CIA Bachelor’s Degree Concentrations Forge Future of Profession

CIA's Farm to Table majorThree new academic concentrations—in beverage management, farm-to-table cooking, and Latin cuisines—are giving CIA students the chance to focus their studies on a particular area of interest in the food world. Students enrolled in the bachelor’s degree management programs can choose a concentration which includes 15-credit semesters at other CIA campuses. As a bonus, visitors to those campuses reap the rewards of the students’ lessons with exciting dining experiences.

The concentrations expand upon the college’s bachelor’s degree programs that pioneered culinary management education in the 1990s, and are another example of how the CIA continues to be at the forefront of preparing leaders for all segments of foodservice and hospitality.

Students in the Advanced Wine, Beverage, and Hospitality major spend a semester at the CIA’s Greystone campus in the heart of California’s Napa Valley wine country. Throughout the program, they get an upper-level wine and beverage education and study the advanced principles of restaurant service management.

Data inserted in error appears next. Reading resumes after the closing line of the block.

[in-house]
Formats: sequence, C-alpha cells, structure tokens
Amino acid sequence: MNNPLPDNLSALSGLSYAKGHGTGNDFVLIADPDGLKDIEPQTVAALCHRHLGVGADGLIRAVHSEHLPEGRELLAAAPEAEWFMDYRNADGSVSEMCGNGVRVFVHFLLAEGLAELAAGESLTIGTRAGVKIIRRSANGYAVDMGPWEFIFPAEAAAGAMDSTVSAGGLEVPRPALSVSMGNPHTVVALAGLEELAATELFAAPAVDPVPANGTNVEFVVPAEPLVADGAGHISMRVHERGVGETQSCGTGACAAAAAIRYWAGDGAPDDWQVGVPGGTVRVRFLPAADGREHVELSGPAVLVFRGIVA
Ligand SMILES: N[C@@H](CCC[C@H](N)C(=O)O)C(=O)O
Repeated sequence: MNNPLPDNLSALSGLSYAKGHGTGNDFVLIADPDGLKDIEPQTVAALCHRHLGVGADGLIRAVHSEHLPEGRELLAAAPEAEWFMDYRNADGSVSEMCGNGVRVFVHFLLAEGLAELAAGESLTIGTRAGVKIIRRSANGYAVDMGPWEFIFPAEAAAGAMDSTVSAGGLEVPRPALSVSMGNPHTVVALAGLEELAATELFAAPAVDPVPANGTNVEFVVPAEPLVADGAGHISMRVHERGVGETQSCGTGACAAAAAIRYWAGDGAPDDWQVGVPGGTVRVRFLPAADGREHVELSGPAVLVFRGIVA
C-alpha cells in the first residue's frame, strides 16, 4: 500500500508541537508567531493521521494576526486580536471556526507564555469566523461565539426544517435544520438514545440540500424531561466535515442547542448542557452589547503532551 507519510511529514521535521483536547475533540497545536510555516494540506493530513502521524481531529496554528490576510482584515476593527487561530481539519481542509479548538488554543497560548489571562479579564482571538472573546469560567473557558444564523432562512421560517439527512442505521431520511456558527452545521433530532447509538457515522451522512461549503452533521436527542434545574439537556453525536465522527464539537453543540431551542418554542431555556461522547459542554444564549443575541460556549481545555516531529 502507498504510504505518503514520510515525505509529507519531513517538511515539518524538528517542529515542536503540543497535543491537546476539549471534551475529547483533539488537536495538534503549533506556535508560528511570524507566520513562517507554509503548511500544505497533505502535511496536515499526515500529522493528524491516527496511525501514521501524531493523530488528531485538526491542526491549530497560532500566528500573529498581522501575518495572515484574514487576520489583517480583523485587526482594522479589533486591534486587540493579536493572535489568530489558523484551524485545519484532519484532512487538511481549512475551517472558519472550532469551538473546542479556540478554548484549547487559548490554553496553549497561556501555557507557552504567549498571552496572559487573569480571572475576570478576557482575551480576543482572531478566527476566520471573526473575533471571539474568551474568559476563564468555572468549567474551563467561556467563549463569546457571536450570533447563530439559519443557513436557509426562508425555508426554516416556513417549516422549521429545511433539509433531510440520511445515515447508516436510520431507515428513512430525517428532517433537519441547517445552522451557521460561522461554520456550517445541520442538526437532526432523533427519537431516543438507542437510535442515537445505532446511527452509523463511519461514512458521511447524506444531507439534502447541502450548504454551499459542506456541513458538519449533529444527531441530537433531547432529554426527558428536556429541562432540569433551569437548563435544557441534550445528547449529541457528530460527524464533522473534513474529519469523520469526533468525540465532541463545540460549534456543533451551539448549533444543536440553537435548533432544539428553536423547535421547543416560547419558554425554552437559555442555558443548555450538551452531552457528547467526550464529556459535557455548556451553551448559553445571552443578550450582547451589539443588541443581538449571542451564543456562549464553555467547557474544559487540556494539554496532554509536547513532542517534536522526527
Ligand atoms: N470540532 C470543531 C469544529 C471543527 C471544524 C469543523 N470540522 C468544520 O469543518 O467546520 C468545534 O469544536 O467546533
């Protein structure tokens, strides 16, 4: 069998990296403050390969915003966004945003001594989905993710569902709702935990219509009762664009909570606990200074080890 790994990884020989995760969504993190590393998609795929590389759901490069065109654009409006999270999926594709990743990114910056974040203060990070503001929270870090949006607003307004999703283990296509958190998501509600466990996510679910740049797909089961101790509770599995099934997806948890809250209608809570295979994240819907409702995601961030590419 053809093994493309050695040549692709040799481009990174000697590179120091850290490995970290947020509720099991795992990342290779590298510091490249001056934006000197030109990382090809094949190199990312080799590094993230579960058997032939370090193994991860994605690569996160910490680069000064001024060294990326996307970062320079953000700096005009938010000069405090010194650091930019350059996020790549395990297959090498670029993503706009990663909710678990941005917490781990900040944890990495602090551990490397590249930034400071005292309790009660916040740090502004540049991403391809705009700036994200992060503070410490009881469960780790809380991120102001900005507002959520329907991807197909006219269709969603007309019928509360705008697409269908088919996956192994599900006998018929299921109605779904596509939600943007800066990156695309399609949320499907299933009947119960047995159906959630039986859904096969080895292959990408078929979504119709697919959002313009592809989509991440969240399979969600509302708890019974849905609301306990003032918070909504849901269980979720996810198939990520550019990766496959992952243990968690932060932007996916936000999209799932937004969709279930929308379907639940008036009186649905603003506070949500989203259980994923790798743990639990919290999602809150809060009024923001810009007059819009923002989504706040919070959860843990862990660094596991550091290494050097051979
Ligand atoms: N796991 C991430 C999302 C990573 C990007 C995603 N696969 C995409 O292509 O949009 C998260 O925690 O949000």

American Food Studies: Farm-to-Table Cooking also features a semester away at Greystone. The culinary director of the program is Larry Forgione ’74. Known as "the godfather of American cuisine," he is credited with changing the way Americans eat by embracing the virtues of using seasonal, local ingredients. Students learn the intricacies of local sourcing, ingredient selection, and menu development, and they work on a farm adjacent to the campus which supplies some of the meat and produce for the food they prepare.

Nao Restaurant and the CIA's Latin Cuisines majorLatin Cuisines immerses students in the unique ingredients, culinary techniques, and traditions of the diverse cultures of South America, Central America, Mexico, and the Caribbean. This specialization recognizes the rapid growth of these cuisines, accounting for a third of all ethnic restaurant sales. Studies take place at the CIA’s campus in San Antonio—the gateway to Latin America.

Much like music conservatory programs, masters (in this case, chefs and vintners) serve as guest instructors alongside the college’s own world-class faculty. At the end of their time together, students present what they’ve learned from some of the biggest names in their field. At Greystone, this happens at The Conservatory, a student-led "crop-up" restaurant. Students from American Food Studies prepare the meal and those in Advanced Wine, Beverage and Hospitality create the beverage menu and provide service. In San Antonio, students present their "projects" at Nao Restaurant.

These three concentrations join the college’s new CIA culinary science bachelor's degree, which launched earlier in 2013, and curriculum is being developed for additional concentrations to be offered in the near future.

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